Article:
Jumping that ACT score is the best paying job a high school student could ever have, but still many myths about the test persist.
Here are six common myths surrounding the ACT.
Myth No. 1: Don’t take the ACT too many times.
Truth: Actually, colleges don’t care how many times a student takes the ACT. Colleges just care about a student’s highest composite and sub-scores. If the college of your dreams requires a 32 for a full-tuition scholarship — the University of Nebraska at Lincoln or the University of Alabama, for example — take the ACT at least four times to get that number and money.
Myth No. 2: Some colleges don’t accept the ACT.
Truth: All colleges do. All colleges also accept the SAT.
Myth No. 3: The ACT doesn’t affect community college students.
Truth: A higher ACT score can often exempt a student from remedial classes, which are classes taken on a college campus that are below college-level. These courses, often required by students who discover they have failed placement tests, are an unwelcome reality for about 50 percent of all community college students. “Less than 25 percent of these remedial students at community colleges earn a certificate or degree within eight years,” according to research by the National Conference of State Legislatures. A note to families and schools — please do everything possible so your students avoid remedial classes. This includes preparing for multiple ACT tests. Additionally, many community colleges give scholarships based on ACT scores. Yet another reason to prepare for and take the ACT as many times as necessary.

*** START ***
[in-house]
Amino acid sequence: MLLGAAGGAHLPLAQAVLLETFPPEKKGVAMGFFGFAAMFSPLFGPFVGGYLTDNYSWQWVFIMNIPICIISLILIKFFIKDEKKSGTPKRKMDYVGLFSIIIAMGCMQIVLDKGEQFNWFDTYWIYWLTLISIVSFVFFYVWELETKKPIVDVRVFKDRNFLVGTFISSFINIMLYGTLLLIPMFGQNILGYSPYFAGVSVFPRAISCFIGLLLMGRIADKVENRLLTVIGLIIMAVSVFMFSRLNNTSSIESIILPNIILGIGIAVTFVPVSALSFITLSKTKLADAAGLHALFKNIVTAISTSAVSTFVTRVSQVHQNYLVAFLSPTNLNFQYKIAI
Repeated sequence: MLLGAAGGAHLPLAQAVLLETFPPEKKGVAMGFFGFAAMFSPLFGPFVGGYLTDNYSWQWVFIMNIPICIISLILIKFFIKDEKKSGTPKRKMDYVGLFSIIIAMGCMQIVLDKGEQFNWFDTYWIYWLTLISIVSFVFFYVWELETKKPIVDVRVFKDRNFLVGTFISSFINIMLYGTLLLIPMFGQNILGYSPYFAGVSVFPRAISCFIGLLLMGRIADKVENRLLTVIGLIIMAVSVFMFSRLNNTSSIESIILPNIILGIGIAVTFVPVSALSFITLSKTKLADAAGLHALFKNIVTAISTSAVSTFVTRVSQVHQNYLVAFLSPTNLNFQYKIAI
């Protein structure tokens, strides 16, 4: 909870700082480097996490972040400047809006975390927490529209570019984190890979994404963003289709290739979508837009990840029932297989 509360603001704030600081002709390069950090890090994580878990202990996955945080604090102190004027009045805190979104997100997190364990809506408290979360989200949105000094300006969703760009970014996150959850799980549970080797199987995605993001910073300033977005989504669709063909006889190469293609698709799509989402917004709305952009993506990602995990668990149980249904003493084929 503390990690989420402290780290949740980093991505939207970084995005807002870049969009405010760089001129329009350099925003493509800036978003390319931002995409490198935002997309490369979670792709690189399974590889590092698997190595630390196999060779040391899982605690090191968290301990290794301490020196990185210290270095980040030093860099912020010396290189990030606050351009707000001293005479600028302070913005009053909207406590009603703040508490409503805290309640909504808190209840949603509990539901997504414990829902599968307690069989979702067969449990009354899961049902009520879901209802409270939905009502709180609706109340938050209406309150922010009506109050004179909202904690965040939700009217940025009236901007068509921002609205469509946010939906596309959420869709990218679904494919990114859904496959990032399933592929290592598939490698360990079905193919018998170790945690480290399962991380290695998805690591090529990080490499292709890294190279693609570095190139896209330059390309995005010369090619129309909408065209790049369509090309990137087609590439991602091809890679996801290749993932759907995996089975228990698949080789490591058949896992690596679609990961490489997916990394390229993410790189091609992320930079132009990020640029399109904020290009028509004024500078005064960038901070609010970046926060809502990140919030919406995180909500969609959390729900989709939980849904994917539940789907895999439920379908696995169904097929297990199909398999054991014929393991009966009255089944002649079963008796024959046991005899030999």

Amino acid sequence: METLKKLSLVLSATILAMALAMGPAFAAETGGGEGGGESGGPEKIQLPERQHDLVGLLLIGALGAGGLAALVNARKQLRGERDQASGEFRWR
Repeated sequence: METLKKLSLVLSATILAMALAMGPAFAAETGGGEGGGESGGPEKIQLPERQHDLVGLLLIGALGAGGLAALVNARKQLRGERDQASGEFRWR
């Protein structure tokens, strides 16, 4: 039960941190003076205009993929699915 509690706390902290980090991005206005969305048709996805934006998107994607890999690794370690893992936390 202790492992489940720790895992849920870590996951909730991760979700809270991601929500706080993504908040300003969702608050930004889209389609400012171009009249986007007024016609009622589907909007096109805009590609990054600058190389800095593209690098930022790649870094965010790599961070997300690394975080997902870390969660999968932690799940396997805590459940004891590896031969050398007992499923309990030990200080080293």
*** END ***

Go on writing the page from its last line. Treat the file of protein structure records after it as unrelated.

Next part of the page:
Myth No. 4: The science section primarily tests science.
Truth: The ACT science section primarily tests a student’s ability to assess charts, tables and graphs. Science background matters for a few questions, but the bulk of the science…